- Family Activities
- Community Programs
- Old Dartmouth Lyceum
- 20 Feet From Stardom
- Chairman's Awards Celebration
- Book Launch: No Ordinary Being
- New Year's Eve Bash
- Moby-Dick Marathon
- Watkins Bioacoustics Symposium
- Scrimshaw Weekend
- Annual Events
- Charles W. Morgan Visit
- Sailors' Series
- Whaling History Symposium
- Past Programs
Survival Threats and Conservation Efforts
Act Right Now - Save a Species
Whale and Dolphin Conservation commissioned a campaign video in the Fall of 2012 that speaks to the success of the 2008 Final Rule to Implement Speed Restrictions to Reduce the Threat of Ship Collisions with North Atlantic Right Whales. There is a 'sunset date' of December 9, 2013 that WDC, and staff from the NBWM, Audubon Society of Rhode Island, the Woods Hole Oceanographic Institution and several other interested parties would like to see lifted. This would allow the rule to stay in place for more than just five years, providing greater protection for this highly endangered species. The video can be viewed by clicking on the title 'Act Right Now - Save a Species' above.
The Whale and Dolphin Conservation (WDC)
Read about Whale and Dolphin Conservation, the world's most active charity dedicated to the conservation and welfare of all whales and cetaceans.
Explore satellite tracking of western Arctic bowhead whales and the important project associated with these whales by the Alaska Department of Fish & Game Division of Wildlife Conservation.
Ocean Today (NOAA)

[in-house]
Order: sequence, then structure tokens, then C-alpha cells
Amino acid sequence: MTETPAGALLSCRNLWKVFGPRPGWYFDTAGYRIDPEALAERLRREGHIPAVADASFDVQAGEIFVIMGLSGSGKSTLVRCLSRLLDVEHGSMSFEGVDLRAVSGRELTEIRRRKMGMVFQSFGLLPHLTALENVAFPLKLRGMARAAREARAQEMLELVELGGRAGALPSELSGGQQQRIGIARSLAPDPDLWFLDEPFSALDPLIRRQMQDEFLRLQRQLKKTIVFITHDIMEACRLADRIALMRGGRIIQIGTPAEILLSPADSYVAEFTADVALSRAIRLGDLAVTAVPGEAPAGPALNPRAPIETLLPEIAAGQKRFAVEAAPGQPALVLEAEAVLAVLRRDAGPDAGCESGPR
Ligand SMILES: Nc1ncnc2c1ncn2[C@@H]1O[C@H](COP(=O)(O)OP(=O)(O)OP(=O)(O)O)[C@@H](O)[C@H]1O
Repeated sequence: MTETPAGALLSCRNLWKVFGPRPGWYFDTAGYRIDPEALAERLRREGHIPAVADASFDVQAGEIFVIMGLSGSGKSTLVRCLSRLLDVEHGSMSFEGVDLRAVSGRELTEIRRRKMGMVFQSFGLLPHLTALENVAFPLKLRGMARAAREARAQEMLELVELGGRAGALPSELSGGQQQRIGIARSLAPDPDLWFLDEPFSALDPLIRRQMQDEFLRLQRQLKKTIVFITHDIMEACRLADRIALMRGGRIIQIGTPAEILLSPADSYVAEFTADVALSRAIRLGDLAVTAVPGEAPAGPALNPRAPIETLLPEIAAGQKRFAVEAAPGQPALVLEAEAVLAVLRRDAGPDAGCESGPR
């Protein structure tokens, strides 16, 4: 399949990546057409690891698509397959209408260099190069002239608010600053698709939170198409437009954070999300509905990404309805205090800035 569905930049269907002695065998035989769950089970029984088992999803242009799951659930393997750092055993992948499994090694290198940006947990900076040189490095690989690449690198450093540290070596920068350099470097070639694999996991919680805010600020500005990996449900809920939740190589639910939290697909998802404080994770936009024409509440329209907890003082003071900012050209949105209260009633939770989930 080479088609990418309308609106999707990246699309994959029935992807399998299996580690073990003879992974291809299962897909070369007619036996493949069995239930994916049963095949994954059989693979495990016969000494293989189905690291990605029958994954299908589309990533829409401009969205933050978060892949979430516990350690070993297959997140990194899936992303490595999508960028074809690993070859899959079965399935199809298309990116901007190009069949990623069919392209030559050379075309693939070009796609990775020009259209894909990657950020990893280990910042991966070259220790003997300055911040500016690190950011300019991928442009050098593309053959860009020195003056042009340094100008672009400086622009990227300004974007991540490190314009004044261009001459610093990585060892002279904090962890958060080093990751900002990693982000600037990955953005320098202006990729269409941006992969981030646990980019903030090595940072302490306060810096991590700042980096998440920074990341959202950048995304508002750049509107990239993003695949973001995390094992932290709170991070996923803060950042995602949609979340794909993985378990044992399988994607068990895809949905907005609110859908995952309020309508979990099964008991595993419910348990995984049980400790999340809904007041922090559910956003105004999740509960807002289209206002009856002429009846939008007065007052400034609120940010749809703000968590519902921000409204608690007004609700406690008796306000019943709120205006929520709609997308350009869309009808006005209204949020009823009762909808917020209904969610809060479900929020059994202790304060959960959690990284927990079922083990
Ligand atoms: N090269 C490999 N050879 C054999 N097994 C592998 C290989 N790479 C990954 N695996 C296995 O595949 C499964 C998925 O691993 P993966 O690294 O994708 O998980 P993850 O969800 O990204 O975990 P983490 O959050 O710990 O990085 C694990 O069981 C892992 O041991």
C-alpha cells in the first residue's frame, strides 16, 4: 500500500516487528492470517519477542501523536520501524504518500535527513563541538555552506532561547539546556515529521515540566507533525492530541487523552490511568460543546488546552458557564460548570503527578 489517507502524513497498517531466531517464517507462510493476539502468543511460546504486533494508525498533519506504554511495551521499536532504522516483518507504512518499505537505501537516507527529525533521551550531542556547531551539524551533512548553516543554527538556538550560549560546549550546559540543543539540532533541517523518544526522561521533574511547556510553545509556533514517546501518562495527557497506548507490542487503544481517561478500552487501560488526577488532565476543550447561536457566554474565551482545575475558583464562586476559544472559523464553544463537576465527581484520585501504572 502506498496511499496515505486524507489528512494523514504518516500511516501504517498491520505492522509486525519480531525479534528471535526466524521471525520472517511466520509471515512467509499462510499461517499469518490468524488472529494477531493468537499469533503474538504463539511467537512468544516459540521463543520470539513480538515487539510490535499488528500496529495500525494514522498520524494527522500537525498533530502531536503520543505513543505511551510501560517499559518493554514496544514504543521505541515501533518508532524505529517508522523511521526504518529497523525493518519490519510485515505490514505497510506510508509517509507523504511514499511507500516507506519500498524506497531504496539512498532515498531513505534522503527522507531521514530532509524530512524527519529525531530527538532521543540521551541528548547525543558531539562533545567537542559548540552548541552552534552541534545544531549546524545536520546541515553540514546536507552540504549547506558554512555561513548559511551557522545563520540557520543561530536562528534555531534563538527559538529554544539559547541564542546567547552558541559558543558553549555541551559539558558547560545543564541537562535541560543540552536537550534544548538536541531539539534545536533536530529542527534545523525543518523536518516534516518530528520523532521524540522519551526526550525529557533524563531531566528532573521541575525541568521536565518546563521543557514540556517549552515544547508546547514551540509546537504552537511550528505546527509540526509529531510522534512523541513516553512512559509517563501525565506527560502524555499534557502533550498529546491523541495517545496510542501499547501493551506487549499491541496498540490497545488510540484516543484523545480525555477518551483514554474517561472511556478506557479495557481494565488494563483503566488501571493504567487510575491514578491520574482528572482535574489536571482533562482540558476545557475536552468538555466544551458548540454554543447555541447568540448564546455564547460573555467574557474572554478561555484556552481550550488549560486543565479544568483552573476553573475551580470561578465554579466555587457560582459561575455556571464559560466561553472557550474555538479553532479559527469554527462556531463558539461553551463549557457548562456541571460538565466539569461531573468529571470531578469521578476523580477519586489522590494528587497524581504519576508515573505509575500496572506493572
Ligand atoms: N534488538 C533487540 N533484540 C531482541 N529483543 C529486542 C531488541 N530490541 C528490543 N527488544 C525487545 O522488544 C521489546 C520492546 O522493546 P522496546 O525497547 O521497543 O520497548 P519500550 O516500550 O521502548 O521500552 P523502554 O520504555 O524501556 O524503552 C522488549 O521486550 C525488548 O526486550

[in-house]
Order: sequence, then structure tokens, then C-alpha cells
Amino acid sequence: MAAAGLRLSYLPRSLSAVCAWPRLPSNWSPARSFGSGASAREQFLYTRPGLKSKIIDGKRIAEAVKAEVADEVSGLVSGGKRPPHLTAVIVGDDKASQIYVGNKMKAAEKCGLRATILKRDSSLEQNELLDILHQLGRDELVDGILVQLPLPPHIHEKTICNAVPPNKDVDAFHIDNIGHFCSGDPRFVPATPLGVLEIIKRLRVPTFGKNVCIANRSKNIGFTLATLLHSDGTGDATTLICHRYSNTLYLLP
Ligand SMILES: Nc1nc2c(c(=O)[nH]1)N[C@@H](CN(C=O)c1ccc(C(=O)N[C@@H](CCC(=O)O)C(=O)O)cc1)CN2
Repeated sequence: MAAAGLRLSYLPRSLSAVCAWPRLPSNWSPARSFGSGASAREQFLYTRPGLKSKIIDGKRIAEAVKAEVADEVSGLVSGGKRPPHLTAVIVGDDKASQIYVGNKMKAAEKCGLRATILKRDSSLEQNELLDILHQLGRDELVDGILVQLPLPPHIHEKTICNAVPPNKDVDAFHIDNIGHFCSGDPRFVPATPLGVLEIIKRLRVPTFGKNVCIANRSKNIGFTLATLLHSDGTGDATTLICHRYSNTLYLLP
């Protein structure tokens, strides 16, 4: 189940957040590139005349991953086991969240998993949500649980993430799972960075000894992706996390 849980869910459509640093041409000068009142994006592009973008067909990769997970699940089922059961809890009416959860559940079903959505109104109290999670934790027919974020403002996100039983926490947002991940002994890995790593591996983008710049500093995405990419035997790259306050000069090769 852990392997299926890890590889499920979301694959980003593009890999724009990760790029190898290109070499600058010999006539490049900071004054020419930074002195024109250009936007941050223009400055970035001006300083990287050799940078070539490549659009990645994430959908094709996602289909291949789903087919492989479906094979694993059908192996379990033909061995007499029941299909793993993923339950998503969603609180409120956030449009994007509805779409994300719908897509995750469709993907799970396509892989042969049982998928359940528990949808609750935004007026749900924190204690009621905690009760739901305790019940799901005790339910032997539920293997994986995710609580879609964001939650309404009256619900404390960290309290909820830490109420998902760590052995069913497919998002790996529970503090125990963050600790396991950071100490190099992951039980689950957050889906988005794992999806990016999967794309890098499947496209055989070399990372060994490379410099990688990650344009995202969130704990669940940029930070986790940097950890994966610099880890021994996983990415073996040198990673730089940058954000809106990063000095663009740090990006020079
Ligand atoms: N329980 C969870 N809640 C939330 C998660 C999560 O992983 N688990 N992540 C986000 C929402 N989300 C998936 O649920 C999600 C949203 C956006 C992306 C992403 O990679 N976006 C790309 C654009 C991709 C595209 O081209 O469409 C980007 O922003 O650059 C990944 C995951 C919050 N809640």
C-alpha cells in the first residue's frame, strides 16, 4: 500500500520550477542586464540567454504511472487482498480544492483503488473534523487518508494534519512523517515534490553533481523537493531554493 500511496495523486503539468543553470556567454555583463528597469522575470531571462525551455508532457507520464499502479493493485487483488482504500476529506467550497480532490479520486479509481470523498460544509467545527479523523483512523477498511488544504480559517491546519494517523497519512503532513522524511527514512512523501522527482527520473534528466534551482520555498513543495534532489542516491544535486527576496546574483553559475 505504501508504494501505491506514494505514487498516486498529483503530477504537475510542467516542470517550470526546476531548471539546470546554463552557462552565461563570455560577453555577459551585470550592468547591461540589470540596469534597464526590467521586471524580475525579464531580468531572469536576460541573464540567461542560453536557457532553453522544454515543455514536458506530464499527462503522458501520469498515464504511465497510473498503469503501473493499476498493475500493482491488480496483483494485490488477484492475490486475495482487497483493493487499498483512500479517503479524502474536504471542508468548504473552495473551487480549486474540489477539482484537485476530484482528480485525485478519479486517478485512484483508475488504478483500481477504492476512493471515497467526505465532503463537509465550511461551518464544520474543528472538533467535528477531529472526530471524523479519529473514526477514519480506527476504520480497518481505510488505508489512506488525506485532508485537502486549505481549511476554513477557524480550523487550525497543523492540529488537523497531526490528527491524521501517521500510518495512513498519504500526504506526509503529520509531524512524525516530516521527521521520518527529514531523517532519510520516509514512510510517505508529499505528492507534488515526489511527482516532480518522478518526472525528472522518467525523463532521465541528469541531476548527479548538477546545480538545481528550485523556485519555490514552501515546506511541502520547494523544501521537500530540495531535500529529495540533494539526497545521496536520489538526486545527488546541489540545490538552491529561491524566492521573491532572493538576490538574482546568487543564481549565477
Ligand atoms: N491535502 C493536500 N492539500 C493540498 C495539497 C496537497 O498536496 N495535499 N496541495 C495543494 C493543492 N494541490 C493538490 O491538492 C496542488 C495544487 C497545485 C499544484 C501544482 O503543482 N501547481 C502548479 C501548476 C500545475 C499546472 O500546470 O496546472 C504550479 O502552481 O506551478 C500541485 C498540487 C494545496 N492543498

Explore Ocean Today where you can read about ocean news around the world, ocean life, science and technology being developed and used to help us understand the most unexplored places of the Earth, and discoveries being made everyday.
Whales stranding, shoals of fish collapsing, sea turtles fleeing: extreme noise is harming marine life. Noise is caused by military sonar tests, the search for oil and gas, and giant ship propellers.
Sounds in the Ocean–Deadly Impacts
All cetaceans use sound to communicate with other members of their species. Their sounds can travel great distances, sometimes hundreds of miles. Odontocetes (toothed whales, dolphins, porpoises) also use sound, in the form of echolocation to hunt and navigate. Their hearing structure is much more sensitive to sounds in the ocean, especially those of lower frequencies.
Unfortunately, the oceans have become a very noisy environment over the past 50 years, due to increased shipping, sonar and oil exploration via high intensity airguns. At minimum, these sounds mask the communication between animals. At worst, they are deadly, leading to mass strandings of beaked whales, dolphins and porpoises. Natural Resources Defense Council (NRDC) has created a video that summarizes these issues, with the use of animations, video footage, photographs and informative narration.
NRDC Film – Lethal Sounds: Deadly Sonar Harms Whales
The Science of Sounds in the Ocean
Many marine organisms create sound to get their message across or find food. Snapping shrimp, red drum and bearded seals all create unique noises that will be recognized by other members of their species. The biology and physics that comprise the creation and transmission of sound are fascinating. The science of this process is explained in depth via Discovery of Sounds in the Sea (DOSITS). There are many audio clips of animal sounds and a few of anthropogenic (human-made) noises as well.
The Acoustic Ecology Institute
The Acoustic Ecology Institute works to increase personal and social awareness of our sound environment, through education programs in schools, regional events, and our internationally recognized website, AcousticEcology.org, a comprehensive clearinghouse for information on sound-related environmental issues and scientific research.
Joshua Horwitz - War of the Whales Lecture
In this lively lecture accompanied by images, video and audio clips, author Joshua Horwitz untangled the conflicted, but always passionate relationship between the top predators on land and in the sea. And he addressed the question: Why – at a time when humans are struggling to adapt to accelerated changes in our own environment – does protecting whales and their habitats still matter?